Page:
After working with the Academy Award winning 100A Shock Block (developed by Stephen J. Kay of the K-Tec Corporation) on several more shows involving water (including "Crimson Tide"), Prey and Masten realized that high amperage multi-phase GFCI devices were technically feasible and were working on a prototype for such a device when approached regarding "Titanic."

 

Recognizing that the magnitude of power needed for "Titanic" (50'000 Amps in all) was beyond the scope of K-Tec's 100A Shock Blocks alone, Prey and Masten began work on developing ground fault protection devices capable of protecting circuits of 400 Amps, which did not exist at that time.

 

Familiar with the Bender Corporation's efforts on the "MagLev Train", a proposed high-speed rail line between Los Angeles and Las Vegas using a Magnetic Levitation Train, Prey and Masten thought that some of the same technology could be applied to their prototype and so they approached Marcel Tremblay at Bender with their schematics. With the help of Bender, SMS built a total of twenty-eight 1200 Amp GFCIs, and a number of 3-Phase 100- and 200 Amp models that were used, along with the 100 Amp 120-volt Shock Blocks from K-Tec, in the production of "Titanic." The proof of concept came when a high wind dragged a piece of heavy duty lighting equipment into the water, the 1200 Amp blocks SMS designed shut down power instantly - saving lives.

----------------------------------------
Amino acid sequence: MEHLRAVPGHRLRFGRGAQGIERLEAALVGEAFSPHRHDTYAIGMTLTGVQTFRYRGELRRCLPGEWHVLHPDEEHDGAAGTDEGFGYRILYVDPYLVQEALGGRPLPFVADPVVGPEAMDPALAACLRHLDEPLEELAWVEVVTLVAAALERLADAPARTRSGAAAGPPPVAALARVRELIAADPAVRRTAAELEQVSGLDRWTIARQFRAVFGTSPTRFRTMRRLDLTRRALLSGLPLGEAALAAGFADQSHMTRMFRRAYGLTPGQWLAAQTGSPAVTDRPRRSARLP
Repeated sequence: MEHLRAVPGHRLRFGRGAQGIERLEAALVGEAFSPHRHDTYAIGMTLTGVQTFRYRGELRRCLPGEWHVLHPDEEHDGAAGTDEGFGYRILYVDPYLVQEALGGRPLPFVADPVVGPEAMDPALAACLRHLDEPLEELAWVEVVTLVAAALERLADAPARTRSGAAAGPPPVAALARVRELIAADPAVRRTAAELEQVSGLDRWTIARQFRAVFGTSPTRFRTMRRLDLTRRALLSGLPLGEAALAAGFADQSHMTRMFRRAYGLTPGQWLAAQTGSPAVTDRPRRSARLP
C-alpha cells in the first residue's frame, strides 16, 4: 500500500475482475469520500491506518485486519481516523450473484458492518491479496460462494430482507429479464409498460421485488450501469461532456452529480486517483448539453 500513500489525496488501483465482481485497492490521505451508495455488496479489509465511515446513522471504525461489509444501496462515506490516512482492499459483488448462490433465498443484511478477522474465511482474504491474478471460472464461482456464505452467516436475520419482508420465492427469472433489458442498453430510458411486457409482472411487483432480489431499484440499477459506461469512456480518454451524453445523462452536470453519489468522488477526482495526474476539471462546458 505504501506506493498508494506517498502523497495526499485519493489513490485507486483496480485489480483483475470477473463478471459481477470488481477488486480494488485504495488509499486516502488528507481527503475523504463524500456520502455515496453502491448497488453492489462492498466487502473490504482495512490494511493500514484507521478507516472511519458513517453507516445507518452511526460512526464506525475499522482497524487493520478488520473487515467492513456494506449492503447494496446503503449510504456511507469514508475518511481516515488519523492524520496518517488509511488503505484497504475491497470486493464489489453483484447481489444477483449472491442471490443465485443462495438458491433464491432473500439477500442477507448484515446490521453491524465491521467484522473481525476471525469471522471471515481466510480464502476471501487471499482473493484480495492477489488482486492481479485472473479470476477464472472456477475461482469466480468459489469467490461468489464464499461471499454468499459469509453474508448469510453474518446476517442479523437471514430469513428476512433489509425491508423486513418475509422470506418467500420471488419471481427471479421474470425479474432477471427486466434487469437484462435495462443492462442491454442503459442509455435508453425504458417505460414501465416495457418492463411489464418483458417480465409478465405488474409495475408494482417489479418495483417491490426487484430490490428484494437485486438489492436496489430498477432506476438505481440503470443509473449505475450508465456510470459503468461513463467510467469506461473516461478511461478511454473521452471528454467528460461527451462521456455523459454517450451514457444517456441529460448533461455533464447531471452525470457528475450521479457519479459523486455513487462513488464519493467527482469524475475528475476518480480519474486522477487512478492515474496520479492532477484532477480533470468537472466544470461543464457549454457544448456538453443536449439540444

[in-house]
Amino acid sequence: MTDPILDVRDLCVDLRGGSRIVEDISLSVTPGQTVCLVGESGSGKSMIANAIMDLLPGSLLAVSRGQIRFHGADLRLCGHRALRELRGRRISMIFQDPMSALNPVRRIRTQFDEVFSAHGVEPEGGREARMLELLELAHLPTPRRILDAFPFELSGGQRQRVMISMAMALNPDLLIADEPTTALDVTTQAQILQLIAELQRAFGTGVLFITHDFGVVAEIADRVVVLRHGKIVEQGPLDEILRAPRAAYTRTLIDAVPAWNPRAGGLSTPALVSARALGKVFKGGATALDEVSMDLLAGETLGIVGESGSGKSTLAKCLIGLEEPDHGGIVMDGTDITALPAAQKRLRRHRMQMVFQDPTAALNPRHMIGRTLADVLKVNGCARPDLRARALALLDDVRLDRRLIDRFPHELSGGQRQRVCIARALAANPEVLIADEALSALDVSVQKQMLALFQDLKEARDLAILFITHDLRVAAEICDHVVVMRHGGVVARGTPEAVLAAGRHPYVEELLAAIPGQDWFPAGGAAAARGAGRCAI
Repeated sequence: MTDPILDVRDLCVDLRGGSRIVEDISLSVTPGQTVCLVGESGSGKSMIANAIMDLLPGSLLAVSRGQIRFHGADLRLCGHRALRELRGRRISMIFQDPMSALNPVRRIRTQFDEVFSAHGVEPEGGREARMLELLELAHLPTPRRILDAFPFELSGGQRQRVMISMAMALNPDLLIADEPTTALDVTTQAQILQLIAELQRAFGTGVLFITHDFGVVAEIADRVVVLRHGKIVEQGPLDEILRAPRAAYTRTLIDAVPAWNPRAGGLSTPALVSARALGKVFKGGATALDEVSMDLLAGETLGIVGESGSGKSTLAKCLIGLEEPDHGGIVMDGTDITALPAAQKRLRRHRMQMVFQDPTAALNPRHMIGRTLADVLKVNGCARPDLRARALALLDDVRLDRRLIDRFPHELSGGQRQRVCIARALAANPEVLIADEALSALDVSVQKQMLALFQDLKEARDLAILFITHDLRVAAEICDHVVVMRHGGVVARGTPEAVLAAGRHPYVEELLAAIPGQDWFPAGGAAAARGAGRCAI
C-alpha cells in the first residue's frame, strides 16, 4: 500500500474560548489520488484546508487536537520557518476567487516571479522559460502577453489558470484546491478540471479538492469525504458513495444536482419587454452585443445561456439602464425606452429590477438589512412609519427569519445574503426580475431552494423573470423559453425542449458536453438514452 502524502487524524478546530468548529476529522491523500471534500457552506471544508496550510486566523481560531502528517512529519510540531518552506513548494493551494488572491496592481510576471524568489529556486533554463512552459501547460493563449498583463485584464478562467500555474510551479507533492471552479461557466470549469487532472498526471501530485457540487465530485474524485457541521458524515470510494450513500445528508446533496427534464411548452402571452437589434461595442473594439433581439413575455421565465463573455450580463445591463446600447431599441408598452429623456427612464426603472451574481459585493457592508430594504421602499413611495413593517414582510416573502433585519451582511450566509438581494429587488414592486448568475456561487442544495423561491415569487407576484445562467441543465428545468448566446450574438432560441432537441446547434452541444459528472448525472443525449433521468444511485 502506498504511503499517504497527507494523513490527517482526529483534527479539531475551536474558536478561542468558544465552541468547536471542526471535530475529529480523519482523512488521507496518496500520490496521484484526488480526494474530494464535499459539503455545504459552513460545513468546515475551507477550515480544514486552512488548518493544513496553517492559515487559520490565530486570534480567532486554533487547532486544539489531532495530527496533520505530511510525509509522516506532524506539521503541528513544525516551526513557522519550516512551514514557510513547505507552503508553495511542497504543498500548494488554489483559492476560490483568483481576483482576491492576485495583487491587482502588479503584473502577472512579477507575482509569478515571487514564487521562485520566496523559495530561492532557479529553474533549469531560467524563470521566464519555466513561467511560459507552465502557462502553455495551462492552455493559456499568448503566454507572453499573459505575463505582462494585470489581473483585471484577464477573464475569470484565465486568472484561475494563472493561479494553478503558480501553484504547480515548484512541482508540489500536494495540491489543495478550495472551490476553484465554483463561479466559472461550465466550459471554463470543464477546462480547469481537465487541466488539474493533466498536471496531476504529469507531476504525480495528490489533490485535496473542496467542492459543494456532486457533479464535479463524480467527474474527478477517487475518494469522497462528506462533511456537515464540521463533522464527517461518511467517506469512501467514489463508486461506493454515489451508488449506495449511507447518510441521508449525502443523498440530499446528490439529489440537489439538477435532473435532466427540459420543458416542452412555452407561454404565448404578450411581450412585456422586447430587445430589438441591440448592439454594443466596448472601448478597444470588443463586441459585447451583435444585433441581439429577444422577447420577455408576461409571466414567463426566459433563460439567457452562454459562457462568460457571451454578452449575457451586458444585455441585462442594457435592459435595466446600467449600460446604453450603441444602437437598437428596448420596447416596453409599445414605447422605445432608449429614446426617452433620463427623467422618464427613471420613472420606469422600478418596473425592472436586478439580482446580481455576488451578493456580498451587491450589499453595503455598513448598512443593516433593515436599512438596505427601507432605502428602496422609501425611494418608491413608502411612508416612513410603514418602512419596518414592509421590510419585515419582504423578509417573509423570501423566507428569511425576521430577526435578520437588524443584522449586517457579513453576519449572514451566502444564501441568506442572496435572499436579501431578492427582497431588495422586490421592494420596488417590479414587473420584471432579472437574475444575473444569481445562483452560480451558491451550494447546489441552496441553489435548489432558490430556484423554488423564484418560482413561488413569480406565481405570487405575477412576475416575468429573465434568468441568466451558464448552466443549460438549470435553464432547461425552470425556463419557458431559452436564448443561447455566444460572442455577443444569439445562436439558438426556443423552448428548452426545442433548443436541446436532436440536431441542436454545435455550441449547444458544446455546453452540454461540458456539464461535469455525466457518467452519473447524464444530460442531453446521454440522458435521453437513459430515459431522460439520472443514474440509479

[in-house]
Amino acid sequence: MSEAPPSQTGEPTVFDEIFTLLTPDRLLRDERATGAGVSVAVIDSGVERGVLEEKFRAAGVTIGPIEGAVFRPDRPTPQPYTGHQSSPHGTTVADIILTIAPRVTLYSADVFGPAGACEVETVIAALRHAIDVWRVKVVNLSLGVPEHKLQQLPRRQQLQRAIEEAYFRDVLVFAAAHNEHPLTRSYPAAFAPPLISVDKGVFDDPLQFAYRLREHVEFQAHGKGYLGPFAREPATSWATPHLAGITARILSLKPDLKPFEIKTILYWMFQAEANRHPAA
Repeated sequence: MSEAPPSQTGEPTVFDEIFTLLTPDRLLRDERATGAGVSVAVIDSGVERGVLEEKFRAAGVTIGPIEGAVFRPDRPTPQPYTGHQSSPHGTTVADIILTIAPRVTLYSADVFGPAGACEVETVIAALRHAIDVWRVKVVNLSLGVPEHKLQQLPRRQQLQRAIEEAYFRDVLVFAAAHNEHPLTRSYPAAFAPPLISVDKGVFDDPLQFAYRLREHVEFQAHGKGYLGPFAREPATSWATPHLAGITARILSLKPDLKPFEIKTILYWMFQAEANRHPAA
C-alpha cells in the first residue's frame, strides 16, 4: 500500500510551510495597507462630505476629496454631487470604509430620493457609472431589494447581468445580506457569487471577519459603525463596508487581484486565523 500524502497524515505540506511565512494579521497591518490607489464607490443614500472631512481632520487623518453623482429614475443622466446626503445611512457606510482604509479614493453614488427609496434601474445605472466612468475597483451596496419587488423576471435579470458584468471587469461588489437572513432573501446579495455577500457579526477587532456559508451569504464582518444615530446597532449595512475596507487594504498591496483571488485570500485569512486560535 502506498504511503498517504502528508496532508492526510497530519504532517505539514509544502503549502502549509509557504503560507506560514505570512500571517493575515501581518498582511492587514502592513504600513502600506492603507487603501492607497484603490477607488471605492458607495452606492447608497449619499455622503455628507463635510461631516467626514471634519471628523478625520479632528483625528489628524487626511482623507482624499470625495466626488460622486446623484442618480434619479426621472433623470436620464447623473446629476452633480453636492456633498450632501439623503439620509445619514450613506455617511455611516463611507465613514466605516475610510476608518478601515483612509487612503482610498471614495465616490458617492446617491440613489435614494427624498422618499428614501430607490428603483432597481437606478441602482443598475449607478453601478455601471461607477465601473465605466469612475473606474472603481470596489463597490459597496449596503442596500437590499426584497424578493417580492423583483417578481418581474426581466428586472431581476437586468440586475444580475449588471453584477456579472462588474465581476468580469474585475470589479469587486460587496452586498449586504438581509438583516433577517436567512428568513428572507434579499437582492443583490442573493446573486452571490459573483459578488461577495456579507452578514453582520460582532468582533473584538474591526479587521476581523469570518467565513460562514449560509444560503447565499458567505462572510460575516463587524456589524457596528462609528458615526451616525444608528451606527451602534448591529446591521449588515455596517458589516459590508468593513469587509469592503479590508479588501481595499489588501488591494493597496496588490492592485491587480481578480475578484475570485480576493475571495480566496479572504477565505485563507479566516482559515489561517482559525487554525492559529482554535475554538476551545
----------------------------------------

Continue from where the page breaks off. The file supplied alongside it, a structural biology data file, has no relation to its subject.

Using the "Titanic" production as field tests, Bender Corporation worked out further refinements to SMS's basic design for a 1200 Amp device until they had a unit that would meet the requirements for UL listing as a personnel protection device. Shock Block was subsequently acquired by the electrical manufacturing giant Littlefuse which introduced its' own UL listed high voltage multi-phase devices.

 

For more details on how to use GFCI to protect  talent and crew in and around water see a curriculum that I developed on electrical hazard protection for the entertainment industry that is available at www.screenlightandgrip.com/html/481_GFCI_Workshop.html.

 

One important consideration in Ronnee’s case is the source of power. Ronnee, how had you planned to supply power to your dimmer packs?

 

Guy Holt, Gaffer, ScreenLight & Grip, Lighting and Grip sales and rentals in Boston


Edited by Guy Holt, 10 August 2013 - 05:31 AM.

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#9 Ronnee Swenton

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Posted 10 August 2013 - 08:36 AM

I didn't think gfci's would be safe enough to operate with lights underwater. This definitely simplifies things. Since I plan on using low amps, I was considering either plugging into the location AC or running a puttputt genny originally. Is there a better option in regards to my situation? Thanks for all the help so far Guy(s).